Life cycle cost is the cost that is associated with the project from the beginning of the project to the end of its useful life and beyond. It includes the cost of acquiring the project, operating it, and disposing of it at the end of its useful life. It may even include money spent after the project’s useful life that is a result of the project’s existence and effects.
Normally the cost of a project is considered only from the beginning of the project to its end. This is reasonable because the project team is formed to carry out the work of creating the project, deliver the deliverables, and do it within the schedule and cost goals of the project. This is really a narrow view because there are many costs that may occur for the stakeholders as the result of decisions made within the project but occurring after the project has been completed. Life cycle cost considers all these costs.
For example, the project team is able to reduce cost by limiting the number of design reviews. The result of this may be that the design is compromised. The compromised, nonoptimal design may cost the stakeholders many times the money saved by limiting the design reviews. The cost of this will not necessarily occur until the project is delivered and the project team disbanded. Life cycle cost would include this cost.
Life cycle cost is quite important in the justification of projects. The total cost of a project should be considered over the entire life of the project and not just within a fixed period of time.
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The cost and benefits of the project must be considered over the life of the project. By this we mean that we must consider all of the effects of the project from beginning to end. If we were building a nuclear power plant and we were to consider only the cost of building the plant and operating it for the twenty-five or so years it would be in operation, we would be very naive. There is tremendous cost associated with decommissioning a nuclear power plant and cleaning up the area where it was in operation and disposing of the radioactive materials that are left. Today we have a legacy of nuclear power plants where this was not done very well. In the 1960s and 1970s many nuclear plants were built with little regard for what would have to be done when they were worn out. Little consideration was given to the disposal of spent nuclear waste, and we still have no workable plan for disposing of it. Many of these facilities probably would not have been constructed if the full cost had been recognized at the beginning of the project.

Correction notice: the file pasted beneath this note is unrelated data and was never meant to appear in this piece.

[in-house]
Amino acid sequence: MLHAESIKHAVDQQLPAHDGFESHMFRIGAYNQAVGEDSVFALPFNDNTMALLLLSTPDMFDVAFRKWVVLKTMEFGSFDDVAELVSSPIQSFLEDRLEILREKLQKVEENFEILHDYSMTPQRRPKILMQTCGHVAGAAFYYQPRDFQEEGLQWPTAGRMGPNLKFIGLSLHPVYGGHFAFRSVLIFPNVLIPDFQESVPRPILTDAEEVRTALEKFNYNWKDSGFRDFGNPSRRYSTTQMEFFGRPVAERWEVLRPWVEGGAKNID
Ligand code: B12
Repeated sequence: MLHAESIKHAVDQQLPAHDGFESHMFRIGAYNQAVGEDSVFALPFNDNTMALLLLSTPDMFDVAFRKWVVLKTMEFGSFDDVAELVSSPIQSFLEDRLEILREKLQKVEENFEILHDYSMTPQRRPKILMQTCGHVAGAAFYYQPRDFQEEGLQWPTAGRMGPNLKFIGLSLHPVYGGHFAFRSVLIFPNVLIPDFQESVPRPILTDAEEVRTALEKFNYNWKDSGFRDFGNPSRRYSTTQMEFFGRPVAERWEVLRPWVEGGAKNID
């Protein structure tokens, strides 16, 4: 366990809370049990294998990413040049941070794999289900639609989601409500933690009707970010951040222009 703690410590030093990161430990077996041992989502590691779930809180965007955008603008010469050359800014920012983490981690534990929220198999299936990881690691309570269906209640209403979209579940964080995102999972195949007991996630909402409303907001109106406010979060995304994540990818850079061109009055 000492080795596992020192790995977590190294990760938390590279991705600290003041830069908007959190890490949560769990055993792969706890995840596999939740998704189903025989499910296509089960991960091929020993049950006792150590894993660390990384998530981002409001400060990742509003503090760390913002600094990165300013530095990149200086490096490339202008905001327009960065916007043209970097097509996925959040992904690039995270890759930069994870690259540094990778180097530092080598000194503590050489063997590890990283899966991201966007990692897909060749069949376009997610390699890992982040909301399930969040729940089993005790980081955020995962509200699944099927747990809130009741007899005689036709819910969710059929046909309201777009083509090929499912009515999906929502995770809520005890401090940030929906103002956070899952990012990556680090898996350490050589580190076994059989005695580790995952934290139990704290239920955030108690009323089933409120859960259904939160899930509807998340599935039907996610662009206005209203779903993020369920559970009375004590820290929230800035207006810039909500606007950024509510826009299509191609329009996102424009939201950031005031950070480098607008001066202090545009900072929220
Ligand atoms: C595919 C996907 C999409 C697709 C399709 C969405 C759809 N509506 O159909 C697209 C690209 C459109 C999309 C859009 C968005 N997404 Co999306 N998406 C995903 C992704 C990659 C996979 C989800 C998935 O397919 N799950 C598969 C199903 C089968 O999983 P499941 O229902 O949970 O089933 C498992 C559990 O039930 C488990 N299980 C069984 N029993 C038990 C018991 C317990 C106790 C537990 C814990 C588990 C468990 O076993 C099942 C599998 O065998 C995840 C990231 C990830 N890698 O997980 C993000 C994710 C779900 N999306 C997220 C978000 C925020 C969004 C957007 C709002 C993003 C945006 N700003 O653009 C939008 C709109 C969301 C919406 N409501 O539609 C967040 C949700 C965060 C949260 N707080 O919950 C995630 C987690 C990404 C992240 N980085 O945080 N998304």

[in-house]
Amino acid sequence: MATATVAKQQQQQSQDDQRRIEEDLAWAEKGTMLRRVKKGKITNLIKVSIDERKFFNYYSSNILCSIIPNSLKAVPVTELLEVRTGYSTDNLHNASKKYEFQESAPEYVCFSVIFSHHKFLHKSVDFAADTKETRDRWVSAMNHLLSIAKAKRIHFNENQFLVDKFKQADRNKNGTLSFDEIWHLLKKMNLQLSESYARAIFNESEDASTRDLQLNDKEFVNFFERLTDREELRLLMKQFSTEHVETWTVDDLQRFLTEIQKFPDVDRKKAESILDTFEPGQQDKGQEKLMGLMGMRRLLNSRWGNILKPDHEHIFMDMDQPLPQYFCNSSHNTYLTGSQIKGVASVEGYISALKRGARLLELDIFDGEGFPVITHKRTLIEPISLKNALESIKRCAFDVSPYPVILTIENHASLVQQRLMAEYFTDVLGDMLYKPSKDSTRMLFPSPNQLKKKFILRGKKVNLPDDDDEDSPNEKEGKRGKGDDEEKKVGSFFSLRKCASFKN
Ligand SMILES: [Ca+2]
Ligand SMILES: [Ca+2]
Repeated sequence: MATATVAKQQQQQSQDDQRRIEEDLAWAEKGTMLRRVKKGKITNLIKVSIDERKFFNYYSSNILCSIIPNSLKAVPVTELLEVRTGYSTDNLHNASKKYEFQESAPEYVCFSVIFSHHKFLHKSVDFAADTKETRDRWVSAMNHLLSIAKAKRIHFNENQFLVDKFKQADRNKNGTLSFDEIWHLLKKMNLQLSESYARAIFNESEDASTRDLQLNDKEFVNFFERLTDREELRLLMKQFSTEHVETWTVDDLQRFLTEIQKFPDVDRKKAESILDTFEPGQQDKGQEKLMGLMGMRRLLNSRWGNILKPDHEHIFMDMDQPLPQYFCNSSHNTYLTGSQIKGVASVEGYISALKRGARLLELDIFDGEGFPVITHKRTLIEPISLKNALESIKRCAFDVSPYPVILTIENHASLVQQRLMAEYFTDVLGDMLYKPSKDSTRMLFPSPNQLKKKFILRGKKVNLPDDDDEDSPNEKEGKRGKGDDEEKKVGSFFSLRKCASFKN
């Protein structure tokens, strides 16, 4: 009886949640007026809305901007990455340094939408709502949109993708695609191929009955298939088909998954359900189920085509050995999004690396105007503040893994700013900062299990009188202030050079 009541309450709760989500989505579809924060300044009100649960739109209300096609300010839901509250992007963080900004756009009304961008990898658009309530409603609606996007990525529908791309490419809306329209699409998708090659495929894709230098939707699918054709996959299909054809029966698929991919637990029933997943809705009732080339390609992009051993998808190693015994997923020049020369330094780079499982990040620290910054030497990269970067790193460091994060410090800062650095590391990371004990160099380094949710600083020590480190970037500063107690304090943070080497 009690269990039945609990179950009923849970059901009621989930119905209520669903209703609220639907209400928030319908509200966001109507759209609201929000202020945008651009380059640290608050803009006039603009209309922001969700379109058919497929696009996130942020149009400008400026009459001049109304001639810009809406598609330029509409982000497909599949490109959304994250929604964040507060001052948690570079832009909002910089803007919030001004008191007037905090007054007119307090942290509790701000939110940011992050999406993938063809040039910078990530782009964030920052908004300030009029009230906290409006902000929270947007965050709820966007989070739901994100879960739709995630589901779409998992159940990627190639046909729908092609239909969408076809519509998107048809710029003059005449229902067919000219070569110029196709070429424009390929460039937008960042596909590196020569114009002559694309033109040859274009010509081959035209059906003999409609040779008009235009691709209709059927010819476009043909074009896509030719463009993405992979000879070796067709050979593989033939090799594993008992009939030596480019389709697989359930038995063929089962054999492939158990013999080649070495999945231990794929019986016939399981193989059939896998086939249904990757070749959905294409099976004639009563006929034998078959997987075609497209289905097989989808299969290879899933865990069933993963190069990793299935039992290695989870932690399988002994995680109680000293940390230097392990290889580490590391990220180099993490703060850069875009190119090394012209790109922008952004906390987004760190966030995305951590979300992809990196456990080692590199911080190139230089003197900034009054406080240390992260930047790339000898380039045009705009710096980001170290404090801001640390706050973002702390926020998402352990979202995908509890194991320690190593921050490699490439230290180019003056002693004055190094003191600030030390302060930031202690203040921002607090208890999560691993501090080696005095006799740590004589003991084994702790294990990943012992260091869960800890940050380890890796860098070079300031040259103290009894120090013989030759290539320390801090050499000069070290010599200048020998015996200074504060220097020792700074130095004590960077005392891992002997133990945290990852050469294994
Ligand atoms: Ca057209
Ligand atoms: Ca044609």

When project decisions are made, we must consider the effect of these decisions outside the direct area of the project. When cheaper materials are used for a project, it will usually result in a shorter useful life or a product that is more fragile and has higher maintenance costs. Sometimes the application and the desires of the stakeholders are that the cheaper product be made regardless of the future maintenance cost and the shorter useful life. This can be a valid decision.
The important obligation of the project manager and the project team is that the customer and the stakeholders be made aware of these options and that informed decisions are made with the realization that money saved today may cost more in the long run. This again points out the importance of doing a good project justification.
In project justifications, the period of time that should be considered in justifying the project must be long enough to include the recognition of the life cycle costs until they reach a steady state or go to zero. By doing this in our project justifications we assure that all of the costs of the project are considered. If the client wants the project done at a minimum cost, the justification will show the increases that are going to occur after the project is delivered.
For example, suppose we could do a project two different ways. If we do the project the first way, we will spend the money to make the project robust and long-lasting, which will result in minimum maintenance costs. If we do the project the second way, we will minimize costs by using the minimum amount and strength of material and design the project for minimum cost and sacrifice future maintenance costs. Suppose the first method of doing the project could deliver the project for $2,000,000 and the future maintenance costs were estimated at $100,000 per year for the fifteen years of the project’s useful life. The second method could deliver the project for $1,500,000 and the estimated maintenance cost would be $200,000 per year.
As can be seen in this very simplified example, the life cycle cost of the project is much lower if the cost is not minimized in delivering the project.